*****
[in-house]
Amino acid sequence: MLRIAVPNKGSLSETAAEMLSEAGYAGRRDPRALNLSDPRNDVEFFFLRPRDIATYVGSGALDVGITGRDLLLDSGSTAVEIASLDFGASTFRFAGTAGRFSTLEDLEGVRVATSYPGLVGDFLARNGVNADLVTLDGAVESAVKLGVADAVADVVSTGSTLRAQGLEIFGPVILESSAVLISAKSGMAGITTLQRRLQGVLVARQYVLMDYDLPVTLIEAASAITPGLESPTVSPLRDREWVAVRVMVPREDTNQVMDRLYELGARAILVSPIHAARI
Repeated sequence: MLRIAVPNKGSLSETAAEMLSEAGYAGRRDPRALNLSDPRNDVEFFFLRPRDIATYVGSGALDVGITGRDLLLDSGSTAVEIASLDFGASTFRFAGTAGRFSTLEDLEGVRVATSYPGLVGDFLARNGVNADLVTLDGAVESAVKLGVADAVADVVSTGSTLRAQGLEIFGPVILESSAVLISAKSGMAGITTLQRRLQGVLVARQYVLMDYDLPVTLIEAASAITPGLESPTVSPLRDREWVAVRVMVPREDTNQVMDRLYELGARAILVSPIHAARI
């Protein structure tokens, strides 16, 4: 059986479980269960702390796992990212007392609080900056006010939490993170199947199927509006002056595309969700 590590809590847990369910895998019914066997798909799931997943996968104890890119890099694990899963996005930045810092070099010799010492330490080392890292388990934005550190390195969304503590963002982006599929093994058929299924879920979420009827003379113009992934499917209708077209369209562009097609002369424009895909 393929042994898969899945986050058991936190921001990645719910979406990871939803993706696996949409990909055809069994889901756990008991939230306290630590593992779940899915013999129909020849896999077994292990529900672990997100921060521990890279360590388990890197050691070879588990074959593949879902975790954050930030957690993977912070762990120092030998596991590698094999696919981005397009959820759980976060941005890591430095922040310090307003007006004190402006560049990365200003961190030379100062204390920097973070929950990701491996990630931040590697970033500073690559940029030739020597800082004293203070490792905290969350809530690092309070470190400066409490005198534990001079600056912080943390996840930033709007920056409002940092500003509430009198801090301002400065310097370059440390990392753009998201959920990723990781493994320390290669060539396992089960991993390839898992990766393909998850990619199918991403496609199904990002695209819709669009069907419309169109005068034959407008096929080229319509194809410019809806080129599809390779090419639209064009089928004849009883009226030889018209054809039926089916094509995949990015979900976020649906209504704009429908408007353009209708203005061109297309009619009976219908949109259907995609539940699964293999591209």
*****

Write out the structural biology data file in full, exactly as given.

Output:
[in-house]
Amino acid sequence: MLRIAVPNKGSLSETAAEMLSEAGYAGRRDPRALNLSDPRNDVEFFFLRPRDIATYVGSGALDVGITGRDLLLDSGSTAVEIASLDFGASTFRFAGTAGRFSTLEDLEGVRVATSYPGLVGDFLARNGVNADLVTLDGAVESAVKLGVADAVADVVSTGSTLRAQGLEIFGPVILESSAVLISAKSGMAGITTLQRRLQGVLVARQYVLMDYDLPVTLIEAASAITPGLESPTVSPLRDREWVAVRVMVPREDTNQVMDRLYELGARAILVSPIHAARI
Repeated sequence: MLRIAVPNKGSLSETAAEMLSEAGYAGRRDPRALNLSDPRNDVEFFFLRPRDIATYVGSGALDVGITGRDLLLDSGSTAVEIASLDFGASTFRFAGTAGRFSTLEDLEGVRVATSYPGLVGDFLARNGVNADLVTLDGAVESAVKLGVADAVADVVSTGSTLRAQGLEIFGPVILESSAVLISAKSGMAGITTLQRRLQGVLVARQYVLMDYDLPVTLIEAASAITPGLESPTVSPLRDREWVAVRVMVPREDTNQVMDRLYELGARAILVSPIHAARI
């Protein structure tokens, strides 16, 4: 059986479980269960702390796992990212007392609080900056006010939490993170199947199927509006002056595309969700 590590809590847990369910895998019914066997798909799931997943996968104890890119890099694990899963996005930045810092070099010799010492330490080392890292388990934005550190390195969304503590963002982006599929093994058929299924879920979420009827003379113009992934499917209708077209369209562009097609002369424009895909 393929042994898969899945986050058991936190921001990645719910979406990871939803993706696996949409990909055809069994889901756990008991939230306290630590593992779940899915013999129909020849896999077994292990529900672990997100921060521990890279360590388990890197050691070879588990074959593949879902975790954050930030957690993977912070762990120092030998596991590698094999696919981005397009959820759980976060941005890591430095922040310090307003007006004190402006560049990365200003961190030379100062204390920097973070929950990701491996990630931040590697970033500073690559940029030739020597800082004293203070490792905290969350809530690092309070470190400066409490005198534990001079600056912080943390996840930033709007920056409002940092500003509430009198801090301002400065310097370059440390990392753009998201959920990723990781493994320390290669060539396992089960991993390839898992990766393909998850990619199918991403496609199904990002695209819709669009069907419309169109005068034959407008096929080229319509194809410019809806080129599809390779090419639209064009089928004849009883009226030889018209054809039926089916094509995949990015979900976020649906209504704009429908408007353009209708203005061109297309009619009976219908949109259907995609539940699964293999591209």